FB is paying dividends regularly so let's add the estimated amount of dividends paid over the 10-year period. Assuming the dividend payout ratio of 20.8% remains constant throughout the period, the sum of the dividends paid over 10 years equates to â‚±9.26.
Add that up and you get the total projected gain of â‚±166.03. If we compare that to the closing price of â‚±96.00, the projected rate of return equates to 5.6% which is low.
If you want to get a return rate of at least 12%, you should buy the stock at â‚±53.48.
3) Sustainable Earnings Growth Model
FB's sustainable growth rate is 7.4%. This is calculated by getting the product of ROE and the difference of 1 and the payout ratio.
At this rate, book value per share should grow at to roughly â‚±28.89 in 10 years.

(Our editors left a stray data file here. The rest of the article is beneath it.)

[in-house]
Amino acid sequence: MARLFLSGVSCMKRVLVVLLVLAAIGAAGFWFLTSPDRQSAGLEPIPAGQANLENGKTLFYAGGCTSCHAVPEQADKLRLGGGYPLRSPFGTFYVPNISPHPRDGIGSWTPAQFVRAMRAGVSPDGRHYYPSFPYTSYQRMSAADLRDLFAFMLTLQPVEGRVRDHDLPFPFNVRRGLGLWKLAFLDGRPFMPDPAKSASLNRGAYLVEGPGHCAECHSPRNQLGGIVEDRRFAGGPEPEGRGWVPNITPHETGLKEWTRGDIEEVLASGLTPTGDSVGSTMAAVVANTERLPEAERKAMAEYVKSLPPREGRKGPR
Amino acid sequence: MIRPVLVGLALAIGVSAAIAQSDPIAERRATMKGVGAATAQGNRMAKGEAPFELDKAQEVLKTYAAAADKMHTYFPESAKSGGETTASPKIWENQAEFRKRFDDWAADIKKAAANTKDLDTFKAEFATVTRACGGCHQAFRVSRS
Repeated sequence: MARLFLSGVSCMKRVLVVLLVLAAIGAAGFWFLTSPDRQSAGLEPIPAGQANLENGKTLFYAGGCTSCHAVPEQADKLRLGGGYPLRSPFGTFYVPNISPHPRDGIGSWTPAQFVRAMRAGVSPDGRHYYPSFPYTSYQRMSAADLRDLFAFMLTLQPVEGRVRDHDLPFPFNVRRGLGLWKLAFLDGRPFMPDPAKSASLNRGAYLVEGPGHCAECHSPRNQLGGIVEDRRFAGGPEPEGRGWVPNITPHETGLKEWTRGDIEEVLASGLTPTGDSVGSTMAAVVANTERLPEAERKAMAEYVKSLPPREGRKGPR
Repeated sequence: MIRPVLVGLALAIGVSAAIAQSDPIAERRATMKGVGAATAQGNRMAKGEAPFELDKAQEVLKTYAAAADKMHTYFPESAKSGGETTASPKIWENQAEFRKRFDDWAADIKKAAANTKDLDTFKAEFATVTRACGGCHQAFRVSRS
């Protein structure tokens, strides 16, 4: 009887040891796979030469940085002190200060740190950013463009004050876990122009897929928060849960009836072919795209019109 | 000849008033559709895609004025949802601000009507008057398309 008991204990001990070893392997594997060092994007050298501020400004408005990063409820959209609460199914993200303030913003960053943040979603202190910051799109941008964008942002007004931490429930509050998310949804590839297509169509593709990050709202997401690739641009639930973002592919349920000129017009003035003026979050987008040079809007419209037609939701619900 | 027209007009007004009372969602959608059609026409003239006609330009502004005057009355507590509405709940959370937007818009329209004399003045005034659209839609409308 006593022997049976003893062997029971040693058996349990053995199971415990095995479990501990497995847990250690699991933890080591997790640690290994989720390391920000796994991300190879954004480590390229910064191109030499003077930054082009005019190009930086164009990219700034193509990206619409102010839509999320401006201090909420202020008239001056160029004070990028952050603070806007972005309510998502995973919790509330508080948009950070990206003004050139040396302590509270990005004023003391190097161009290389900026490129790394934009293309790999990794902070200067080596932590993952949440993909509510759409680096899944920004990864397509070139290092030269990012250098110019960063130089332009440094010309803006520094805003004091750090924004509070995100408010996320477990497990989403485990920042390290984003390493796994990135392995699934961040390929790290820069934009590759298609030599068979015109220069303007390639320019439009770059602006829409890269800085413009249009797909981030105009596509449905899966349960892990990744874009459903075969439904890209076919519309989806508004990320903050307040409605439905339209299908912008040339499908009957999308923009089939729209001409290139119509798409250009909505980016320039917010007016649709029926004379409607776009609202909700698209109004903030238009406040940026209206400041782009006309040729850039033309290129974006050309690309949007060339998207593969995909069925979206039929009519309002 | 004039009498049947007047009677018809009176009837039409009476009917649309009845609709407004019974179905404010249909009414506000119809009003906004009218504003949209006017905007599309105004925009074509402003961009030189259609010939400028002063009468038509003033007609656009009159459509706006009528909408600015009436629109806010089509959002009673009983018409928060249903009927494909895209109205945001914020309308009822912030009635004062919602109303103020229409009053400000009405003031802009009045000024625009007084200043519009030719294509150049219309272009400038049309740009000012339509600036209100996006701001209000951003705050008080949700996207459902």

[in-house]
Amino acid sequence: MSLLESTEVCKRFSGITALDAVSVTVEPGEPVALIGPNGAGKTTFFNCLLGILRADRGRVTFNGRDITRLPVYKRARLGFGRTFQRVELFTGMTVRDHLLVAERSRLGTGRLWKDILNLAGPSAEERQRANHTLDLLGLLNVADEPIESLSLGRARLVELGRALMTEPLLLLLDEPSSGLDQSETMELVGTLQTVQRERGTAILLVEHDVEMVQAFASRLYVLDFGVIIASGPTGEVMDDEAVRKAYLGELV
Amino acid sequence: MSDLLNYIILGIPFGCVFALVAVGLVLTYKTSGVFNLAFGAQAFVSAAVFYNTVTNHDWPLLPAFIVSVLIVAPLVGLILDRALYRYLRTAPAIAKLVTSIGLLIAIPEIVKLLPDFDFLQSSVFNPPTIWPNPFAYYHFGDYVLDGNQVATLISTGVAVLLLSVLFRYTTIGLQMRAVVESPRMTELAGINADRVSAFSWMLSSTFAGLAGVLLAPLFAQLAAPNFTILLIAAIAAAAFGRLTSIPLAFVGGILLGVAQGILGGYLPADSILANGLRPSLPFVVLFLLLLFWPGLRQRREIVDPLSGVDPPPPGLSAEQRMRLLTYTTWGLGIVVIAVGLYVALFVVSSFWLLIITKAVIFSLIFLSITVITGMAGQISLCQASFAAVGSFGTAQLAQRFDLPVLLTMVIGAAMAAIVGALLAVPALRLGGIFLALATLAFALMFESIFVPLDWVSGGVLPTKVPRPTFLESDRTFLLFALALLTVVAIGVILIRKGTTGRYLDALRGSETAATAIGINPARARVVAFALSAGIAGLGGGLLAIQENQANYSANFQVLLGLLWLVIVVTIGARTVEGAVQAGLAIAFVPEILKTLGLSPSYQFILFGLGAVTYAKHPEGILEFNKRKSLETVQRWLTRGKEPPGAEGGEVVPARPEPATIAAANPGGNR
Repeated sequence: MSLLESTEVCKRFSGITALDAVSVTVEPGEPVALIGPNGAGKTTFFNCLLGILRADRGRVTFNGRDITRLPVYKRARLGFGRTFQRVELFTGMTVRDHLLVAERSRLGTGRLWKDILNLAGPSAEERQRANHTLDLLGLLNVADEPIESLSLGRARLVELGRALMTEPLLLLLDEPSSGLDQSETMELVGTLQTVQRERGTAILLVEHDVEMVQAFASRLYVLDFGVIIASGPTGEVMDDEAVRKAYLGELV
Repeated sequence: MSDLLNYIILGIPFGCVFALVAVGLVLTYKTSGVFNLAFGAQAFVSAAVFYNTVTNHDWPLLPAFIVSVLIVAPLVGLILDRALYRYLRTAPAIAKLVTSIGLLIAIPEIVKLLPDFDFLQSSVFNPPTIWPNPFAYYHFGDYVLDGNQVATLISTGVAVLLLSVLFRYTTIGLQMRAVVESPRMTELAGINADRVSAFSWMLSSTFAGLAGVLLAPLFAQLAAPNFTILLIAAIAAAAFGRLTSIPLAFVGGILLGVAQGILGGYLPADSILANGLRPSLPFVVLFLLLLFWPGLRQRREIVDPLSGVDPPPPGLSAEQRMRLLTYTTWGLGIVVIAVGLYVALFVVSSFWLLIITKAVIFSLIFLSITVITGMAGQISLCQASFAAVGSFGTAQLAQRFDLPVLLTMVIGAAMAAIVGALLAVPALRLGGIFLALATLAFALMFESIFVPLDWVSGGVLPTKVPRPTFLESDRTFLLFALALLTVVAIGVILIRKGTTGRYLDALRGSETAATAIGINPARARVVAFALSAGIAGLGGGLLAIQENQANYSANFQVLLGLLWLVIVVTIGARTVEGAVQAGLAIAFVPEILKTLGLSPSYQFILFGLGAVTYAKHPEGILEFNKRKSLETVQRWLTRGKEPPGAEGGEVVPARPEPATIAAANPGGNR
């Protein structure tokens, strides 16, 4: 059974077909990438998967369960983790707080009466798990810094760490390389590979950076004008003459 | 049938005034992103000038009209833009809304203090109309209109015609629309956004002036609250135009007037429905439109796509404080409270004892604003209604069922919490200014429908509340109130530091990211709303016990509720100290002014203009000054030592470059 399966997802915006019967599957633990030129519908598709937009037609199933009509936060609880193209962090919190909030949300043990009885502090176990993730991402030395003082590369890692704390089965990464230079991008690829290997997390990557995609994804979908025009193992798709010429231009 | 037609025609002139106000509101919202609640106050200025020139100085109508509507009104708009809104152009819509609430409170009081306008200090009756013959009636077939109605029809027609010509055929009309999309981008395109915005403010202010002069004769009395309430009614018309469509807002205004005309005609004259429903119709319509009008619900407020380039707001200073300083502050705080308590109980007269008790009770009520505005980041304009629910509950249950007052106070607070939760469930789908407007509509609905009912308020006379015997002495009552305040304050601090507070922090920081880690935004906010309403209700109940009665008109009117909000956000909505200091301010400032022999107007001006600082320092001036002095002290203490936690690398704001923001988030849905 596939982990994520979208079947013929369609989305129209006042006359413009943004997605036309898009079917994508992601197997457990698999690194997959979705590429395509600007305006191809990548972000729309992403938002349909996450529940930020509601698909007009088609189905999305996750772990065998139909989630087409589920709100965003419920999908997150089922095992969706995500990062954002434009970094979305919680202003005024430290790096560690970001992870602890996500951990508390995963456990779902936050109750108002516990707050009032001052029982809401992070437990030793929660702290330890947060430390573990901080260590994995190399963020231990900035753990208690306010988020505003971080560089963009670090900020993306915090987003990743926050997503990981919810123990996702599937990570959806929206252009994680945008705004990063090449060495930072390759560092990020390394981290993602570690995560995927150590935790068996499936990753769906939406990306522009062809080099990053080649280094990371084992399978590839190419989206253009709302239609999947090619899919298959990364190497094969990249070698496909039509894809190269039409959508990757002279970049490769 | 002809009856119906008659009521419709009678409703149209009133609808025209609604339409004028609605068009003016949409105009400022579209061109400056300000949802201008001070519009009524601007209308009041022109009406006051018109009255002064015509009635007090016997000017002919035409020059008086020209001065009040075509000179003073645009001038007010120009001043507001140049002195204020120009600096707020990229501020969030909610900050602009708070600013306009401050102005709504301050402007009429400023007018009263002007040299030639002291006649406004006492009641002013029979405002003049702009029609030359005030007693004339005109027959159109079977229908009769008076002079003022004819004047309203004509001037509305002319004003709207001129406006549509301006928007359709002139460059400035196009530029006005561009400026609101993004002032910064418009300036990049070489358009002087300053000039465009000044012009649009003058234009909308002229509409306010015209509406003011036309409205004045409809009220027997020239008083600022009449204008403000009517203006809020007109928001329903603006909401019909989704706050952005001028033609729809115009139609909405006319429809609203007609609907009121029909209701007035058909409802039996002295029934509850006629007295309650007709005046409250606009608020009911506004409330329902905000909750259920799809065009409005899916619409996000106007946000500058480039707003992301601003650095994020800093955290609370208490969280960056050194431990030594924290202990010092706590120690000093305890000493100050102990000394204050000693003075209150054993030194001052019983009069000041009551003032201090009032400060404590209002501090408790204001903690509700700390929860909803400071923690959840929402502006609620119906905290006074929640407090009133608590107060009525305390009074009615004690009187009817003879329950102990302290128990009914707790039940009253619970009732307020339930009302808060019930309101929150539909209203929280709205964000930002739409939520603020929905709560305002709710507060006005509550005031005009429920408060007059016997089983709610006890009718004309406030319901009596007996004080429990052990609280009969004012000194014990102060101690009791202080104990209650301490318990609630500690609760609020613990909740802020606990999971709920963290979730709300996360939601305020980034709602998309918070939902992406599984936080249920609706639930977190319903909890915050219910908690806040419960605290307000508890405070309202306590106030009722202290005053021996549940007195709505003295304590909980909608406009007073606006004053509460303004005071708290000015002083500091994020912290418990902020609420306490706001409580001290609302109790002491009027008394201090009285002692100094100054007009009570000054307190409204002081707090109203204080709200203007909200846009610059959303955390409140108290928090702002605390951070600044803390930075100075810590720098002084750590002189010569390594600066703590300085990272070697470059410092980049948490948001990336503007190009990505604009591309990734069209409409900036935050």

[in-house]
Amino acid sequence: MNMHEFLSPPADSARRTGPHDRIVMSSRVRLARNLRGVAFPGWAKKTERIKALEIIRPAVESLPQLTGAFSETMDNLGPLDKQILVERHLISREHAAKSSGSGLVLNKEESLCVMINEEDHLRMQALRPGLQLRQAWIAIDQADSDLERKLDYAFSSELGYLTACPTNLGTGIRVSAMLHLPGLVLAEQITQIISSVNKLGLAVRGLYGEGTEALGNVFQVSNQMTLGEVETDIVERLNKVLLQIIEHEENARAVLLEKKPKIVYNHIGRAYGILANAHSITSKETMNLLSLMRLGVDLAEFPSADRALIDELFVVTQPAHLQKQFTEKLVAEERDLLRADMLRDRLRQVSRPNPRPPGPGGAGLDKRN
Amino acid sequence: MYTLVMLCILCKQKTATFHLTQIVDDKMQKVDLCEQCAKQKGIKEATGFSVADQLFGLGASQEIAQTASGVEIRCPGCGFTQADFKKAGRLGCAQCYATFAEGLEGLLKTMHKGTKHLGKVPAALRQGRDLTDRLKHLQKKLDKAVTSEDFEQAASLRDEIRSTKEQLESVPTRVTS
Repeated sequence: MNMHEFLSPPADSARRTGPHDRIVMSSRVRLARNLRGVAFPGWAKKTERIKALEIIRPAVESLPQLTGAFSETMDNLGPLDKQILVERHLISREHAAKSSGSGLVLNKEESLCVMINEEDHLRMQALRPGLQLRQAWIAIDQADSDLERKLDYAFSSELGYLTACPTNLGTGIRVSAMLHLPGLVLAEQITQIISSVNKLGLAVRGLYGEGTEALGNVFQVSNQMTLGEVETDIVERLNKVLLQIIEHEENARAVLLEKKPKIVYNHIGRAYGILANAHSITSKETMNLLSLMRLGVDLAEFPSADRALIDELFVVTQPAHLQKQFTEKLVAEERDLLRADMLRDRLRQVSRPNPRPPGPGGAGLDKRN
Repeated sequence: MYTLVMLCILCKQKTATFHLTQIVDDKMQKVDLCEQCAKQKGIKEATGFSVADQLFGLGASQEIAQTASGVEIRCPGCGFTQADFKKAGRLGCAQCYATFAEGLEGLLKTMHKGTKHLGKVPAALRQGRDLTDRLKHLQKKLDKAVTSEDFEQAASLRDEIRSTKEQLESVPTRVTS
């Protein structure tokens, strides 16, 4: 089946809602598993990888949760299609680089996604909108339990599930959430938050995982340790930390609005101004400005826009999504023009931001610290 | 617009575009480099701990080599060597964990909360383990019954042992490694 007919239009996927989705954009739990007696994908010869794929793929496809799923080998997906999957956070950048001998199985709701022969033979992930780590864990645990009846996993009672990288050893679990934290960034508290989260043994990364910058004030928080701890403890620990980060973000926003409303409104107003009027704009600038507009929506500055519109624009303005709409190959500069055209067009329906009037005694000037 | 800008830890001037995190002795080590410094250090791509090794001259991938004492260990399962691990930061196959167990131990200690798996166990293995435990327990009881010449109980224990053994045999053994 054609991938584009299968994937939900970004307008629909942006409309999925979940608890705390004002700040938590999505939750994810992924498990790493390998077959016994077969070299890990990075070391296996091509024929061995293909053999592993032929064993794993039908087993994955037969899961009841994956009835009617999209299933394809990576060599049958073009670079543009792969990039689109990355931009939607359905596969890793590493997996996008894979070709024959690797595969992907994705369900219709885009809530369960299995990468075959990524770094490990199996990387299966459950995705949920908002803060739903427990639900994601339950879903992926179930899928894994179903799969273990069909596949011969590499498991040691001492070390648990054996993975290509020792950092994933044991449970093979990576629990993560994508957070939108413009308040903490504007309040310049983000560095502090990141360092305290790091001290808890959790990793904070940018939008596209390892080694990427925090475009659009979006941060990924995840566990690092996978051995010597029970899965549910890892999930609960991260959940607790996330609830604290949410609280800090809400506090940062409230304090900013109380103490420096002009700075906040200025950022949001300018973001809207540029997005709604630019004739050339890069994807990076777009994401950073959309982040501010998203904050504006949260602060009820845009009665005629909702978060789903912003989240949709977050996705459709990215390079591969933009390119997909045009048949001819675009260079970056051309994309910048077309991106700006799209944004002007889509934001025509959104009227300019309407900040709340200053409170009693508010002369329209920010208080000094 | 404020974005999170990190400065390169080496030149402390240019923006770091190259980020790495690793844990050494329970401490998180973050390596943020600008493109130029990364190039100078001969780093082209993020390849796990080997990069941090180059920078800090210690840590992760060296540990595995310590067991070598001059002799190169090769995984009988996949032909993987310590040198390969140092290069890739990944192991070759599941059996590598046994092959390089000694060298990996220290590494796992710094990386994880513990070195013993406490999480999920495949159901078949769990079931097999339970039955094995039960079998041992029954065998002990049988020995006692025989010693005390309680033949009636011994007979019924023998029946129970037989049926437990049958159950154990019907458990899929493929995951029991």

If return on equity remains at 9.3% in the 10th year, earnings per share that year would be â‚±2.70.
Multiply the estimated earnings per share to the average price-earnings ratio, we get the projected price of â‚±79.99.
The sum of dividends paid over 10 years calculated using the payout ratio is â‚±4.43. Add them to the projected price and you get a total gain of â‚±84.42. Compare this to the closing price and you get a projected return rate of -1.3% which is bad.
If you want to get a return rate of at least 12%, you should buy the stock at â‚±27.17.
Final Thoughts
At â‚±96/share, it seems that FB is overvalued and doesn't give an attractive return. However, the management thinks otherwise.
A disclosure was released on August 23. In the disclosure, it stated an indicative follow-on offering of â‚±140/share. This meant two things; 1) the management thinks that FB's value is â‚±140/share, or 2) the management wants to sell at that premium price.